Apr 14, 2019 10:54 PM EDT
Imagine the world of science fantasy movies about communicating directly from and to the brain become a reality. This is the prediction of UC Berkeley and the US Institute for Molecular Manufacturing.
The team of scientists published their prediction in Frontiers in Neuroscience regarding the development of a "Human Brain/Cloud Interface" (B/CI) that "connects brain cells to vast cloud-computing networks in real time," as reported by Medical Xpress.
This forecast is brought about by the development in the fields of nanomedicine, nanotechnology, AI, and computation.
Ray Kurzweil was the brain leader of the B/CI concept. Senior research author Robert Freitas, Jr., hypothesized that neural nanorobots could be a link between the "synthetic neocortex" in the cloud and the neocortex of the human brain, which is the most intelligent and conscious part of the brain.
The brain cells would be controlled and monitored in real-time by the neural nanorobots, the brainchild of Freitas.
"These devices would navigate the human vasculature, cross the blood-brain barrier, and precisely autoposition themselves among, or even within brain cells," explains Freitas. "They would then wirelessly transmit encoded information to and from a cloud-based supercomputer network for real-time brain-state monitoring and data extraction."
It is claimed that the brain could download information through this synthetic cortex in the cloud. "A human B/CI system mediated by neuralnanorobotics could empower individuals with instantaneous access to all cumulative human knowledge available in the cloud, while significantly improving human learning capacities and intelligence," says lead author Dr. Nuno Martins.
B/CI technology has the potential to develop a future "global superbrain" that would serve as the main center in connecting AIs and individual human brains to gather and process data collectively.
"While not yet particularly sophisticated, an experimental human 'BrainNet' system has already been tested, enabling thought-driven information exchange via the cloud between individual brains," explains Martins. "It used electrical signals recorded through the skull of 'senders' and magnetic stimulation through the skull of 'receivers,' allowing for performing cooperative tasks.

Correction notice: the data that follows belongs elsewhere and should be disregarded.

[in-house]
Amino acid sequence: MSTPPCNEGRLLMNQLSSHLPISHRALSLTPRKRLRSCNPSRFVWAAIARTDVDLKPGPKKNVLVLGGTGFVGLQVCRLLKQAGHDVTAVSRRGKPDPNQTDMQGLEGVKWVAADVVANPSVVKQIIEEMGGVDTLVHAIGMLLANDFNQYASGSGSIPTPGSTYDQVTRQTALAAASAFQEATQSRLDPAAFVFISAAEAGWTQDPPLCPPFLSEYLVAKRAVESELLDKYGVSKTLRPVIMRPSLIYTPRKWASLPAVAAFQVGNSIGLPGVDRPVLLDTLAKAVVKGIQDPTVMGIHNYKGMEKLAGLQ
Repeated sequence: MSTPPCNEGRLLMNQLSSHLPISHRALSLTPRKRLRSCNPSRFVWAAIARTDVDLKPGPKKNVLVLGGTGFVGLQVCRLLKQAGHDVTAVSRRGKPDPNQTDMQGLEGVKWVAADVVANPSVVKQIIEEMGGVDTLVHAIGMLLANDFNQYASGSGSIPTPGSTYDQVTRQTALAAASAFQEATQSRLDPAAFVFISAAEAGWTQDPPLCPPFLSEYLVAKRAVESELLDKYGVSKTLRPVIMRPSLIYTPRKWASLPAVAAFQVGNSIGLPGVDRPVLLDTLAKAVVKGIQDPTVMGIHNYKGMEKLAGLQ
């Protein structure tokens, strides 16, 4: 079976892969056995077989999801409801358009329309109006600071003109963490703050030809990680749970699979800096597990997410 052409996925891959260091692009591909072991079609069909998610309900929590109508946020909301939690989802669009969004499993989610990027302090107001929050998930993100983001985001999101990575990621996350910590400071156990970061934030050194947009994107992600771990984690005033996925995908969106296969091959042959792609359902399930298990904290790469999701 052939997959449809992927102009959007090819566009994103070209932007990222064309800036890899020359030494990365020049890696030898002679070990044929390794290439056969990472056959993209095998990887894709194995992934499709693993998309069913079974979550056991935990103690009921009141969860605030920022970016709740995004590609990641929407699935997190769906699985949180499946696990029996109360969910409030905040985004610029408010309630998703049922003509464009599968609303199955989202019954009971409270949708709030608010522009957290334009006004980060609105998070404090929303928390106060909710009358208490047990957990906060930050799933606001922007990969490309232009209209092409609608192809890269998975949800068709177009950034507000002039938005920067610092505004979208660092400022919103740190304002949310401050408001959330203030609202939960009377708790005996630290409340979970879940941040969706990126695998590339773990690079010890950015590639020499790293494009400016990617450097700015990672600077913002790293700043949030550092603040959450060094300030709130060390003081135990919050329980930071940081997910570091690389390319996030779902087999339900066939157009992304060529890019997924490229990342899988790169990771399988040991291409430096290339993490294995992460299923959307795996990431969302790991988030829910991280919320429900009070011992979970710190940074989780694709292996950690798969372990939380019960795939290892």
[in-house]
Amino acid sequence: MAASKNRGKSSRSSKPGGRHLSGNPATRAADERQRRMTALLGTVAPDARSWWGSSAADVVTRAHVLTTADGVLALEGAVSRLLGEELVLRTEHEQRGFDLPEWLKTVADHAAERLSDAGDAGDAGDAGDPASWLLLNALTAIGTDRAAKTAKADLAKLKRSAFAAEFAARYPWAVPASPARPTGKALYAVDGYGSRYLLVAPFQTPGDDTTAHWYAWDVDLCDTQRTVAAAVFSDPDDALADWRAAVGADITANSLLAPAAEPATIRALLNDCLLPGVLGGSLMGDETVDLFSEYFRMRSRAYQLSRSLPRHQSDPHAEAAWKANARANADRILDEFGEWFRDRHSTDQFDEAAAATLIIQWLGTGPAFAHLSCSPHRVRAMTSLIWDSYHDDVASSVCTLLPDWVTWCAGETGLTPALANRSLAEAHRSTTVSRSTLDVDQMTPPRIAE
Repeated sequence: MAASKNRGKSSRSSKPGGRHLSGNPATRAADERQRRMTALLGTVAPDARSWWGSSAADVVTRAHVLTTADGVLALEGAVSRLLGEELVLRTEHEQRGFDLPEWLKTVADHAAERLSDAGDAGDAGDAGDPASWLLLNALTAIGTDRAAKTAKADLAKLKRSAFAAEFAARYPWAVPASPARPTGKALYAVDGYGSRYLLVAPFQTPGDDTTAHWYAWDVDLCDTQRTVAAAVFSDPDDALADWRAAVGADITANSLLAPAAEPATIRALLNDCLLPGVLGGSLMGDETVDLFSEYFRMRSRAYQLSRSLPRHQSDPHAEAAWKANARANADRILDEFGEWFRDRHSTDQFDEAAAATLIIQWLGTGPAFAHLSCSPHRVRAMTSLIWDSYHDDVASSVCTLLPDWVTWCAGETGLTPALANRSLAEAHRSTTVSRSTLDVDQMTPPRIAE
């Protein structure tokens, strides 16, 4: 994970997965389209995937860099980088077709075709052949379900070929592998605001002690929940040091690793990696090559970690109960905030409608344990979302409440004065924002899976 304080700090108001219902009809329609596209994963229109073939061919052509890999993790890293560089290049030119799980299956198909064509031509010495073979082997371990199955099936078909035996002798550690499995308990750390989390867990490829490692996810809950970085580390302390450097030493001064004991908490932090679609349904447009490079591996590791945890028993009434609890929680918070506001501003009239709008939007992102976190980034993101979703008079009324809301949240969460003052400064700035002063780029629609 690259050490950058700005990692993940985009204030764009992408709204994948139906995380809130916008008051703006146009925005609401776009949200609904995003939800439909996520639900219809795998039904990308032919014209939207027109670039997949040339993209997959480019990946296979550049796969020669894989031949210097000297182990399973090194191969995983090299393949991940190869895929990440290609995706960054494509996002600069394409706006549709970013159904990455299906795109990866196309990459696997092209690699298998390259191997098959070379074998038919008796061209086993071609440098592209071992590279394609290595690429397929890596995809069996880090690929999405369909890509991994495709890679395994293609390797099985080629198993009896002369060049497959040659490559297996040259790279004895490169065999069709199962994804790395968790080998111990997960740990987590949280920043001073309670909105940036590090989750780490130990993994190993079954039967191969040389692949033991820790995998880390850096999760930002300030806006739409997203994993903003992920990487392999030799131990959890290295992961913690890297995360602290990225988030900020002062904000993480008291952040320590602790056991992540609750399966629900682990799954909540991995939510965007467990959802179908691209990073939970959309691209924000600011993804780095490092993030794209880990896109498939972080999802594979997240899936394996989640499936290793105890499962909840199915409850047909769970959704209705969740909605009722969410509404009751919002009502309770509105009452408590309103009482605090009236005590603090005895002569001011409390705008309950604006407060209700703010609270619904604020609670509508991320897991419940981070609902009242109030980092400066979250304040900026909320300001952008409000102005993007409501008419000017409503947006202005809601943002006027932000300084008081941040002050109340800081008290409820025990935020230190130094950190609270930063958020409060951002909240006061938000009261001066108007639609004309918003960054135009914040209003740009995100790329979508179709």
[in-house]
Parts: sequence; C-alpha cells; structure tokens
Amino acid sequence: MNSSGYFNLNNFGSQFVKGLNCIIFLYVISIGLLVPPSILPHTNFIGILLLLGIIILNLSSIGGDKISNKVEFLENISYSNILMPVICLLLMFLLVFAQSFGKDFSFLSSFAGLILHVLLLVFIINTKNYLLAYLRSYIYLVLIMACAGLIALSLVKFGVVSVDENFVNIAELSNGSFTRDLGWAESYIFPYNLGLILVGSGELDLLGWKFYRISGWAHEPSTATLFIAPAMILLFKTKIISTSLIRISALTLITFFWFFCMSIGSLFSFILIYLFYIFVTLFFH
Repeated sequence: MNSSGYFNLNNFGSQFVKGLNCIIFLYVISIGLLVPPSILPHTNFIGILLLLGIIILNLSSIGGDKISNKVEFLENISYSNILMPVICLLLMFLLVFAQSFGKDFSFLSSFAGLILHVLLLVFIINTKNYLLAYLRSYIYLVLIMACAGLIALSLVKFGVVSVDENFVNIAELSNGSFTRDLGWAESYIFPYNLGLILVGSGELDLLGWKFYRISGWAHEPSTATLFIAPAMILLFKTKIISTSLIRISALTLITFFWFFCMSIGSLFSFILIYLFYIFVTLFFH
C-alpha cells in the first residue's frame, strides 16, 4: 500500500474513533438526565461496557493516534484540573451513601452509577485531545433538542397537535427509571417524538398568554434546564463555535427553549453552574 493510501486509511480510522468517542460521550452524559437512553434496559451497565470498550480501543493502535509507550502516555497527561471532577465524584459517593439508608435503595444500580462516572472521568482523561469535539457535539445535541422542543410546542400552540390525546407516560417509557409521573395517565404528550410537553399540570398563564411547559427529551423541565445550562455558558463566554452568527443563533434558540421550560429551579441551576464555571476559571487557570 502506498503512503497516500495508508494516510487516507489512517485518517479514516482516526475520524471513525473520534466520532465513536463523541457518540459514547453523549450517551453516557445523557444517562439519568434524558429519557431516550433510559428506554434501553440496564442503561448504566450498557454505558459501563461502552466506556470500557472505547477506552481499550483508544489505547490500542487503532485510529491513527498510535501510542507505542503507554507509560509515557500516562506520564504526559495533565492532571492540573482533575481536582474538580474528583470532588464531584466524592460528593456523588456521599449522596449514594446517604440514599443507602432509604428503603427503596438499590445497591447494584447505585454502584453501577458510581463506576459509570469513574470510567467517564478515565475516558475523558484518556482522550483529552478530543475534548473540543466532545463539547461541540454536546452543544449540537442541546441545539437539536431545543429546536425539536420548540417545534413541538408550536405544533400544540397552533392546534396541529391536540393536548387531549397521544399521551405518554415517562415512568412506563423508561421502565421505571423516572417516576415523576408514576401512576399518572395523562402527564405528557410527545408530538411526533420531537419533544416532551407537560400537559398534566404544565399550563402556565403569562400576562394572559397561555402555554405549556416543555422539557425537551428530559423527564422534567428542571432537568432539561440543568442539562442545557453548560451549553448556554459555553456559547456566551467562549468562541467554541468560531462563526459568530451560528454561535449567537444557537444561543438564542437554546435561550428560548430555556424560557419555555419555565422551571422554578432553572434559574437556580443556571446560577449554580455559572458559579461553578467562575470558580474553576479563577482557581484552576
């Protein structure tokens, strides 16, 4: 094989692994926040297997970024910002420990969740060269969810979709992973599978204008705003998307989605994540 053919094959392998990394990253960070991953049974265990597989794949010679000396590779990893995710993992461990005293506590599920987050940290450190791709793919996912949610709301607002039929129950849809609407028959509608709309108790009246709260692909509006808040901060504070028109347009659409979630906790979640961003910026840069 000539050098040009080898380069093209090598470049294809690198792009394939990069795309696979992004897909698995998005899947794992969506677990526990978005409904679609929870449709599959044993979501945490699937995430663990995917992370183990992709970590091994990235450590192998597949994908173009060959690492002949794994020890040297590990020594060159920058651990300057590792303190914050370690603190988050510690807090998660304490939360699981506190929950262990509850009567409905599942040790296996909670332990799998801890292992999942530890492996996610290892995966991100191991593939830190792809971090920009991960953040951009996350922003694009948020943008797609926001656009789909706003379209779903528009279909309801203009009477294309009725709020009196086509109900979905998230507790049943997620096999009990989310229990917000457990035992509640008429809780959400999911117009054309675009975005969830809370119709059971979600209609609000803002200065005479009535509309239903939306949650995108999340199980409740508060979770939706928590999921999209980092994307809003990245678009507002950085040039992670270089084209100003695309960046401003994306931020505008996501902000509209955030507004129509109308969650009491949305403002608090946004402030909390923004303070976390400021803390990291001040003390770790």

"With the advance of neuralnanorobotics, we envisage the future creation of 'superbrains' that can harness the thoughts and thinking power of any number of humans and machines in real time. This shared cognition could revolutionize democracy, enhance empathy, and ultimately unite culturally diverse groups into a truly global society."
There are challenges that involve the development of B/CI technology. One of these is the transfer of neural data to and from supercomputers in the cloud.
"This challenge includes not only finding the bandwidth for global data transmission," cautions Martins, "but also, how to enable data exchange with neurons via tiny devices embedded deep in the brain."
One solution proposed by the authors is the use of 'magnetoelectric nanoparticles' to effectively amplify communication between neurons and the cloud.
"These nanoparticles have been used already in living mice to couple external magnetic fields to neuronal electric fields - that is, to detect and locally amplify these magnetic signals and so allow them to alter the electrical activity of neurons," explains Martins. "This could work in reverse, too: electrical signals produced by neurons and nanorobots could be amplified via magnetoelectric nanoparticles, to allow their detection outside of the skull."
The greatest concern would be the safe circulation in the brain of these nanoparticles and nanorobots.
"A detailed analysis of the biodistribution and biocompatibility of nanoparticles is required before they can be considered for human development. Nevertheless, with these and other promising technologies for B/CI developing at an ever-increasing rate, an 'internet of thoughts' could become a reality before the turn of the century," Martins concludes.
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